I find that your position finds itself at odds with other accusations against Bush that have the same tenor and frequency as this post.

Wasn’t Bush’s biggest mistake that he refuses to protect the homeland? The war on terror, the left tells us, is about stopping terrorists trying to kill Americans in America and not Iraq? “Protect us here at home!”

And yet the prescription democrats seem to put forward to fight the war on terror is to gear up the ACLU to ‘protect the rights of terrorists’. Future Mohammed Atta’s should not be subjected to phone taps without a warrant. The NSA can’t just listen in on Al Qaeda without first proving that there is probable cause and the suspect’s due process is adhered to strictly.

I’m afraid that this tactic will backfire on the left, and not because the American People are cowering in fear generated by the the Administration’s Goebell-like propaganda. The American people are not cowards, and it’s somewhat insulting for you to say so.

It would be more accurate to the character of Americans and the situation itself to attribute a willingness to ‘bend the rules’ (if that is what it is), on the willingness of Americans to fight rather than their willingness to be cowed and demand a strict police state.

On your last question— Yes, we are tired of being lied to. The quickness of Bush’s critics resortation to such lies is a clear manifestation of their bancrupcty in the realm of ideas.

Posted by: esimonson at December 25, 2005 7:00 PM
Comment #107503

Dennis:

Wish I had as much confidence in our voting system, but the last two have proved otherwise, and in a perfect world, it could be the solution. After these last elections, I’ve awoken to the fact that voting is another right we’ve lost. The problem isn’t so much getting people to vote, it’s who we’ve got to choice from - you want a right hook or a left jab? They are both of the same ‘corporate’ beast. ‘Buying’ candidates isn’t exactly how you find honest, non-corruptable people to put in office! The system is far too messed up to represent what the majority of American people really want…..or we wouldn’t be deprived of (or loosing) some basic things, like health care, good education, etc.

Posted by: Ann at December 26, 2005 10:37 AM
Comment #107663

Edward,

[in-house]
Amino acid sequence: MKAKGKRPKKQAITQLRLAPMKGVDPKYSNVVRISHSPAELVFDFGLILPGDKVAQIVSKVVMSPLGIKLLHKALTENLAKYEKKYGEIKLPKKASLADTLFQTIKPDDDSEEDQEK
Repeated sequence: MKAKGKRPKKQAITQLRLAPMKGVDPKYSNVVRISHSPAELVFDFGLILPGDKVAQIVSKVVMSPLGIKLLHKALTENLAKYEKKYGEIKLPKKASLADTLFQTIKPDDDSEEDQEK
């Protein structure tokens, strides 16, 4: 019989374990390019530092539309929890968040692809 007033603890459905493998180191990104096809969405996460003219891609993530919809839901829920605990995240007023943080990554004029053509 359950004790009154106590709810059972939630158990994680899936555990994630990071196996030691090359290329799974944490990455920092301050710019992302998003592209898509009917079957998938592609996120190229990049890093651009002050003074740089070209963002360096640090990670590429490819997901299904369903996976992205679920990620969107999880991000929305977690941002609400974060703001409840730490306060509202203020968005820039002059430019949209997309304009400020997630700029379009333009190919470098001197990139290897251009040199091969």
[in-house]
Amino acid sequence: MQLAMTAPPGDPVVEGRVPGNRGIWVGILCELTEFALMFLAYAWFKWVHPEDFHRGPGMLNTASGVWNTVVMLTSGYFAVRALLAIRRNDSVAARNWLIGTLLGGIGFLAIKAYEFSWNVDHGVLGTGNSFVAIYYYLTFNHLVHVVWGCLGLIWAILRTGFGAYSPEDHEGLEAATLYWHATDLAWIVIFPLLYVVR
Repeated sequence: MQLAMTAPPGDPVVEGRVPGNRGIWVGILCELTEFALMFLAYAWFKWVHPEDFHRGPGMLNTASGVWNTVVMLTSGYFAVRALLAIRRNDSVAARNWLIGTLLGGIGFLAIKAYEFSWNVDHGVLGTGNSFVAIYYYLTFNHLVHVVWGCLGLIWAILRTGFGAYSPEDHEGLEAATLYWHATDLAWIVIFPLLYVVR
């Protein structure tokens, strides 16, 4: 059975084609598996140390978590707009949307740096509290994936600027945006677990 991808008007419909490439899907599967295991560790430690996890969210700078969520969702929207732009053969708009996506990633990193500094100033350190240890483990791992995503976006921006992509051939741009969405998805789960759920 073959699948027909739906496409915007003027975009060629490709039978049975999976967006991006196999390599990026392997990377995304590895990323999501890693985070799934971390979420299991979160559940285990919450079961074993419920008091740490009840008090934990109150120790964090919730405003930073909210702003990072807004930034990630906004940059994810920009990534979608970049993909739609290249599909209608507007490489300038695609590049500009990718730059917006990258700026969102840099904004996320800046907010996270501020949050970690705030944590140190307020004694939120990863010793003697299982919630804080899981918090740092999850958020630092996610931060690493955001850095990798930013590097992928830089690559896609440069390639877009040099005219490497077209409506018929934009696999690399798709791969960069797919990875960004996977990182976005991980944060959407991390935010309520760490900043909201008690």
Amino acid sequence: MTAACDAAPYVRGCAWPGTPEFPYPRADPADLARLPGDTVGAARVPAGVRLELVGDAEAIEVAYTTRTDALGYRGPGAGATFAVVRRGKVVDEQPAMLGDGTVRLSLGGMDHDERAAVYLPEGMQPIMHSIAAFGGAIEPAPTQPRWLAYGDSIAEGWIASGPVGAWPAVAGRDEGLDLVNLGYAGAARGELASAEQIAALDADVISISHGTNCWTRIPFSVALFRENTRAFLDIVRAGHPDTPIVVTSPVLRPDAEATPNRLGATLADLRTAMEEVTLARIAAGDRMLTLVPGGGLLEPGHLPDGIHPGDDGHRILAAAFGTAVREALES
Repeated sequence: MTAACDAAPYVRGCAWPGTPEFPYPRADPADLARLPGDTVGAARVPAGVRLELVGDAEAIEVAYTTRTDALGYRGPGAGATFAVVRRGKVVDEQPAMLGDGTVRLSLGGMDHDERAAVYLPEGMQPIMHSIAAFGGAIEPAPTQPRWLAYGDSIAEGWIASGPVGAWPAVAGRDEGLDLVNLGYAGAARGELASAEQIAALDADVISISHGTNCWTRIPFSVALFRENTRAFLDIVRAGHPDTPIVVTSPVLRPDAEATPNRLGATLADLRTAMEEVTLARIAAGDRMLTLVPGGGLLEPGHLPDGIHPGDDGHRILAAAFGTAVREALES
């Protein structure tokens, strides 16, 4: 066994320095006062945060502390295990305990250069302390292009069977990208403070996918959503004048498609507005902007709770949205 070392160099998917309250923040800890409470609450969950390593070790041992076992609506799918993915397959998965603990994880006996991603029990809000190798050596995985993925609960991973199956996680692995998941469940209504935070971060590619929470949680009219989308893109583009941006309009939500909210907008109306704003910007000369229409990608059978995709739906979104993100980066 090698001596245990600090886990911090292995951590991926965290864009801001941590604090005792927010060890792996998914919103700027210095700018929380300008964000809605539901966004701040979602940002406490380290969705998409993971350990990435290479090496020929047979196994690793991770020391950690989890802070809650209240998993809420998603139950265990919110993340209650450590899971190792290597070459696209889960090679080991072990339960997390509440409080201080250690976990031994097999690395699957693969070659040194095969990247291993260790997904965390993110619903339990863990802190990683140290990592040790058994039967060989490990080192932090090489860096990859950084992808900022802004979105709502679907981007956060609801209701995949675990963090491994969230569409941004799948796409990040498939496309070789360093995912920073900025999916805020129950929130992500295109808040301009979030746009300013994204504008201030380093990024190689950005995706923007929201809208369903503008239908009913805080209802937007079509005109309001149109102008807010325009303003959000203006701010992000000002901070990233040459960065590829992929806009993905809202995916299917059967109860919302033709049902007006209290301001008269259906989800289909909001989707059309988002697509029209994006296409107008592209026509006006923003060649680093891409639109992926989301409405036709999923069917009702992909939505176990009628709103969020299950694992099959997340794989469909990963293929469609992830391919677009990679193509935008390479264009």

You are missing a critical point here..what the Administration did was constitutional here.
I am not a serious constitutional scholar, but it appears the relevant case law would support the Bush policy. For an excellent review of the case law, I would suggest you read an excellent article by John Schmidt, who was an associate attorney general under Clinton, in the Chicago Tribune or read the debate at the Volokh Conspiracy.
A series of court decisions starting with United States vs. United States District Court (1972) have noted the distinction between electronic surveillance on citizens for dometic purposes and electronic surveillance for foreign affairs. The gist of the argument is that since Article II gives the executive branch near exclusive powers for national security and foreign affairs, the 4th amendment does not apply to here. The courts have determined that the President can use warrentless searches for gathering foreign intelligence. Furthermore, since the President does have exclusive war-making powers, it would be part of the executive branch’s inherent powers.
When it comes to FISA (Foreign Intelligence Surveillance Act), the courts have decided FISA could not limit the ability of the executive branch to gather foreign intelligence, since this is not a delegated power to Congress. If anything, I would suspect the Courts would rule that parts of FISA maybe unconstitutional.
For the most part, I can agree with the Bush position. Should the executive branch need a court’s permission to place bug in the UN or for a wiretap of a foreign embassy or consulate?
This whole issue shows how naive and to be blunt incompetent many democrats and journalists are. The initial New York Times articles insinuated that Bush’s actions were illegal, but the journalists did not make even a cursory examination of the relevant constitutional law. What is even worse is the blanket rounds of condemnation from leading Democrats and the cries of impeachment. I am by no means happy with the Bush administration, but this latest round of cries from the democratic leadership again makes me question their ability to govern this country.

Posted by: Thucydides at December 26, 2005 9:07 PM
Comment #108957

esimonson,

“But on a point of fact, if I’m not mistaken, the Nazi’s were not voted into office as you seem to insinuate. National Socialists did get elected but not on a referendum for dictatorship, and not with an across the board majority without the use of force and intimidation. They essentially took power by force.”

Sir, would that not be the crux of the argument? A pary elected which is not necessairly a refferendum yet attains power through, shall we say, questionable means?

Where were the people that ojected? They were the nay-sayers… the malcontents, the minorities and the “intellectuals”. This, sir, is not my opinion, but fact.

The opposition became nothing more than labels which made it easy to disregard what they had to say.

Our system of government is designed with an “air” of intentional mistrust. The 3 braches avaiable to monitor and remedy the abuse of the other? Especially a stong and powerful executive branch was feared by the founding fathers. This was based on experience and a study of history.

It is my wish that each party were to be especially diligent of their own party to the principles of American Democracy… including the adherence to the law. Instead of labeling the other side, they should focus on what their own party is doing.

It is as with children… we tell them not to worry so much about what they other child is doing. What the other child does not jusify what our children are doing. Imagine if each person dealt with the questionable behavior of their own party rather than search for “like” behavior in the other party to rationalize bad behavior?

As was taught to me while in the service, we need to not only conform with the ethics, but we must work to prevent an “appearance” of violating ethics. This is an incredibly hard standard to live by, but I do believe that the results are worth the effort.